Late last year a takeover plan leaked by Broad and the Walton foundations to privatize a “50 percent market share” of Los Angeles Unified School District was quietly dropped following fierce local blowback.

This summer a blistering study by the American Civil Liberties Union of Southern California claimed that over 20 percent of California’s charter schools had widespread enrollment and discipline policies that violate state and federal laws for taxpayer-funded schools.

Almost simultaneously, the NAACP called for a moratorium on new charter schools — a demand immediately echoed by Black Lives Matter and the alliance Journey for Justice. As the charter movement’s national leadership attempted to stamp out the dissent, the opposition appeared to grow grassroots when city officials from Huntington Park, a poor community in southeastern Los Angeles County, declared their own yearlong moratorium on new charter schools — citing traffic, noise and business-environment concerns.

In the meantime, CSSA announced its own version of the Broad-Walton charter expansion in the spring — a “March to a Million” campaign that would nearly double statewide enrollment by adding over another 400,000 charter seats to a public school system that is already burdened by overcapacity and a declining school-age population.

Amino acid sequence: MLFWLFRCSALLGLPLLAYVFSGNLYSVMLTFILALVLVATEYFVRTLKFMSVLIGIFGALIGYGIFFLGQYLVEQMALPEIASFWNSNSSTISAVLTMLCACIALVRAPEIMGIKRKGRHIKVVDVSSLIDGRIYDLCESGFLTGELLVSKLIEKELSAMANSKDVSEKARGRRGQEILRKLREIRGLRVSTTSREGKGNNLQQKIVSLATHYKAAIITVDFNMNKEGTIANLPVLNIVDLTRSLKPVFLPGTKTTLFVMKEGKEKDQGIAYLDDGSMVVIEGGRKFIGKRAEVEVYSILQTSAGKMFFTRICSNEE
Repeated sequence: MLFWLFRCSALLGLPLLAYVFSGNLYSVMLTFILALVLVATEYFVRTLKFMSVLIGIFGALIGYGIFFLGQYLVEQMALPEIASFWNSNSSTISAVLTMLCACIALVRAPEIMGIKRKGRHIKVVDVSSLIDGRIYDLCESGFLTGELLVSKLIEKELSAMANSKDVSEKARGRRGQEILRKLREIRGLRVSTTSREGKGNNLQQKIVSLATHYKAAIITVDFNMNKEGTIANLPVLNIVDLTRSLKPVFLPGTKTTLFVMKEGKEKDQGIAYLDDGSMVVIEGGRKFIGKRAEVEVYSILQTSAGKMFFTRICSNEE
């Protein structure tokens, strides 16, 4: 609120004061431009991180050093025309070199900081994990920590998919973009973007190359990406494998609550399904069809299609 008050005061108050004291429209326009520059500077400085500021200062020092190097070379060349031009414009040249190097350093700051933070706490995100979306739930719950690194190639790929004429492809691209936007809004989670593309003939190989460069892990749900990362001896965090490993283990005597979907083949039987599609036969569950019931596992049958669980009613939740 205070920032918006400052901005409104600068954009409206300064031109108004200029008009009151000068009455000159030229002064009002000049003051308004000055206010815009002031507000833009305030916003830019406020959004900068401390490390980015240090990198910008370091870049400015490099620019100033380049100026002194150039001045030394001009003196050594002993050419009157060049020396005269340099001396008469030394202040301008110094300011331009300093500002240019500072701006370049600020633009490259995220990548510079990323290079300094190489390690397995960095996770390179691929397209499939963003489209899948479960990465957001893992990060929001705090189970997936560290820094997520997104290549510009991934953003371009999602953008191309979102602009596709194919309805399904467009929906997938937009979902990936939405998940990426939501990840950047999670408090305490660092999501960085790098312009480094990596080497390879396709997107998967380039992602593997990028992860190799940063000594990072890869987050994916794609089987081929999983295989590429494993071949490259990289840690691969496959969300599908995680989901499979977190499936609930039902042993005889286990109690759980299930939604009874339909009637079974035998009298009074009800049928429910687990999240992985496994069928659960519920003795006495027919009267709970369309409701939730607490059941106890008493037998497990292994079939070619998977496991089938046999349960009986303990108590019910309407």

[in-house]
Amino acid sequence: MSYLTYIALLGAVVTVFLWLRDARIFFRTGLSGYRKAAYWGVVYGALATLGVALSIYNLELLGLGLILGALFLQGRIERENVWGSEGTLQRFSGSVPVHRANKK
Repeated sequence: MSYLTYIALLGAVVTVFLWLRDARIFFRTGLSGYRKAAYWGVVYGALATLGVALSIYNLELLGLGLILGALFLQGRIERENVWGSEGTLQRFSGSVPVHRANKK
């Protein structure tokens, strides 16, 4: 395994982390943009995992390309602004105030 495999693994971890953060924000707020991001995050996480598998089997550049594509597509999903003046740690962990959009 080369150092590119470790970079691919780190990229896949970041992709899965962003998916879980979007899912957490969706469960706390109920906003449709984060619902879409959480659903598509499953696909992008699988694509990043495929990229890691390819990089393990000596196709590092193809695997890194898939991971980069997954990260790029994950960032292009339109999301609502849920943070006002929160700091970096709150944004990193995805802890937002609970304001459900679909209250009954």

Huntington Park’s urban planning objections to charter school expansion could be the tip of a much more worrisome iceberg. Burris, who recently spent time in the state speaking to local school superintendents while investigating the charter industry for a hard-hitting Washington Post series, said that local school districts stretching half the length of California, from Marin County in the north to Anaheim and San Diego in the south, are feeling besieged by the recent proliferation of dubious storefront startups and satellite “resource centers” within their borders and have begun to bristle at their inability to rein them in through the authorization process.

“They’re getting nervous,” said Burris. “They’re realizing, ‘What the heck is going on here?’ Their school systems are really starting to feel distressed because of all of this. So they’re going to start finding reasons not to approve charters.”